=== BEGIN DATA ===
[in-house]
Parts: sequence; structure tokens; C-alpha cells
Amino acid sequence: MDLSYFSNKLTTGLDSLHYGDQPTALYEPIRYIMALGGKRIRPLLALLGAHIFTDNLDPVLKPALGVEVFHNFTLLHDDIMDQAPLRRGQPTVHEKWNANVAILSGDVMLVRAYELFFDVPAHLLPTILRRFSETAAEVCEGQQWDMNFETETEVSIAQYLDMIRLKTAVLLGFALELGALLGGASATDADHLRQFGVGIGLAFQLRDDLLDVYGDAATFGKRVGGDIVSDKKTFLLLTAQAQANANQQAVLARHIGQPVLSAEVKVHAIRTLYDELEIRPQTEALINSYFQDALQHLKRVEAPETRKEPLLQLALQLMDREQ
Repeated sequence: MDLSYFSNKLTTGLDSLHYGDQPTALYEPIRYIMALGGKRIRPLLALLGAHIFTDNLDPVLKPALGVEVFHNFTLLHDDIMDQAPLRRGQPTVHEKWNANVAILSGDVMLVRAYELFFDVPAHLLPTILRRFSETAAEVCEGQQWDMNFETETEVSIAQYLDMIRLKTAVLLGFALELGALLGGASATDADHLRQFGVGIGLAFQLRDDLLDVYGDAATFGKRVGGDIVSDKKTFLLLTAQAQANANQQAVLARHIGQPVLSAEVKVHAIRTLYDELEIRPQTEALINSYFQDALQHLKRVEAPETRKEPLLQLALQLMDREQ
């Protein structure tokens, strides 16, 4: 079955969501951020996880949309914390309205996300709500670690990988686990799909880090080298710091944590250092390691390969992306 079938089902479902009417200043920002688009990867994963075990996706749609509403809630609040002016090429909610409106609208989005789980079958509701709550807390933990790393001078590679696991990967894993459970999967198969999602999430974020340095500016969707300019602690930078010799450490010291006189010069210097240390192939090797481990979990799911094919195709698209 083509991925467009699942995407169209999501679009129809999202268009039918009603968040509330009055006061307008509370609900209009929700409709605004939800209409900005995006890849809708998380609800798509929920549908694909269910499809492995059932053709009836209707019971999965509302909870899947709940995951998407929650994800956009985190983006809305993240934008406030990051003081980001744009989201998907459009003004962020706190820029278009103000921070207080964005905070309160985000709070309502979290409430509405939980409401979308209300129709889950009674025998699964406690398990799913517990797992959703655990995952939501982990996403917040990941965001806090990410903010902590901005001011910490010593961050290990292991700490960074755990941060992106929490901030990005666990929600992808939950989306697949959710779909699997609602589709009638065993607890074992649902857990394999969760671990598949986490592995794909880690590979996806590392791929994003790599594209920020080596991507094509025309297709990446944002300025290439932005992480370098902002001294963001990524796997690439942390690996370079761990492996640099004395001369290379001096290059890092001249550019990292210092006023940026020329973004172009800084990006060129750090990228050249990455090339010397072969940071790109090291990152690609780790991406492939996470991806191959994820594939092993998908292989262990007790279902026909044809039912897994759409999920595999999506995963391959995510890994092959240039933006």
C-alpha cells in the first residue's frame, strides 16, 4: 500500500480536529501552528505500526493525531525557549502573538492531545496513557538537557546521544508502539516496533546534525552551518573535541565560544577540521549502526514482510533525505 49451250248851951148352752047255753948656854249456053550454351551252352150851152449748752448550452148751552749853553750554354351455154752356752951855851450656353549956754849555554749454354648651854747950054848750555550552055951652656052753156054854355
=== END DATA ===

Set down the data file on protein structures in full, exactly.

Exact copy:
[in-house]
Parts: sequence; structure tokens; C-alpha cells
Amino acid sequence: MDLSYFSNKLTTGLDSLHYGDQPTALYEPIRYIMALGGKRIRPLLALLGAHIFTDNLDPVLKPALGVEVFHNFTLLHDDIMDQAPLRRGQPTVHEKWNANVAILSGDVMLVRAYELFFDVPAHLLPTILRRFSETAAEVCEGQQWDMNFETETEVSIAQYLDMIRLKTAVLLGFALELGALLGGASATDADHLRQFGVGIGLAFQLRDDLLDVYGDAATFGKRVGGDIVSDKKTFLLLTAQAQANANQQAVLARHIGQPVLSAEVKVHAIRTLYDELEIRPQTEALINSYFQDALQHLKRVEAPETRKEPLLQLALQLMDREQ
Repeated sequence: MDLSYFSNKLTTGLDSLHYGDQPTALYEPIRYIMALGGKRIRPLLALLGAHIFTDNLDPVLKPALGVEVFHNFTLLHDDIMDQAPLRRGQPTVHEKWNANVAILSGDVMLVRAYELFFDVPAHLLPTILRRFSETAAEVCEGQQWDMNFETETEVSIAQYLDMIRLKTAVLLGFALELGALLGGASATDADHLRQFGVGIGLAFQLRDDLLDVYGDAATFGKRVGGDIVSDKKTFLLLTAQAQANANQQAVLARHIGQPVLSAEVKVHAIRTLYDELEIRPQTEALINSYFQDALQHLKRVEAPETRKEPLLQLALQLMDREQ
């Protein structure tokens, strides 16, 4: 079955969501951020996880949309914390309205996300709500670690990988686990799909880090080298710091944590250092390691390969992306 079938089902479902009417200043920002688009990867994963075990996706749609509403809630609040002016090429909610409106609208989005789980079958509701709550807390933990790393001078590679696991990967894993459970999967198969999602999430974020340095500016969707300019602690930078010799450490010291006189010069210097240390192939090797481990979990799911094919195709698209 083509991925467009699942995407169209999501679009129809999202268009039918009603968040509330009055006061307008509370609900209009929700409709605004939800209409900005995006890849809708998380609800798509929920549908694909269910499809492995059932053709009836209707019971999965509302909870899947709940995951998407929650994800956009985190983006809305993240934008406030990051003081980001744009989201998907459009003004962020706190820029278009103000921070207080964005905070309160985000709070309502979290409430509405939980409401979308209300129709889950009674025998699964406690398990799913517990797992959703655990995952939501982990996403917040990941965001806090990410903010902590901005001011910490010593961050290990292991700490960074755990941060992106929490901030990005666990929600992808939950989306697949959710779909699997609602589709009638065993607890074992649902857990394999969760671990598949986490592995794909880690590979996806590392791929994003790599594209920020080596991507094509025309297709990446944002300025290439932005992480370098902002001294963001990524796997690439942390690996370079761990492996640099004395001369290379001096290059890092001249550019990292210092006023940026020329973004172009800084990006060129750090990228050249990455090339010397072969940071790109090291990152690609780790991406492939996470991806191959994820594939092993998908292989262990007790279902026909044809039912897994759409999920595999999506995963391959995510890994092959240039933006």
C-alpha cells in the first residue's frame, strides 16, 4: 500500500480536529501552528505500526493525531525557549502573538492531545496513557538537557546521544508502539516496533546534525552551518573535541565560544577540521549502526514482510533525505 49451250248851951148352752047255753948656854249456053550454351551252352150851152449748752448550452148751552749853553750554354351455154752356752951855851450656353549956754849555554749454354648651854747950054848750555550552055951652656052753156054854355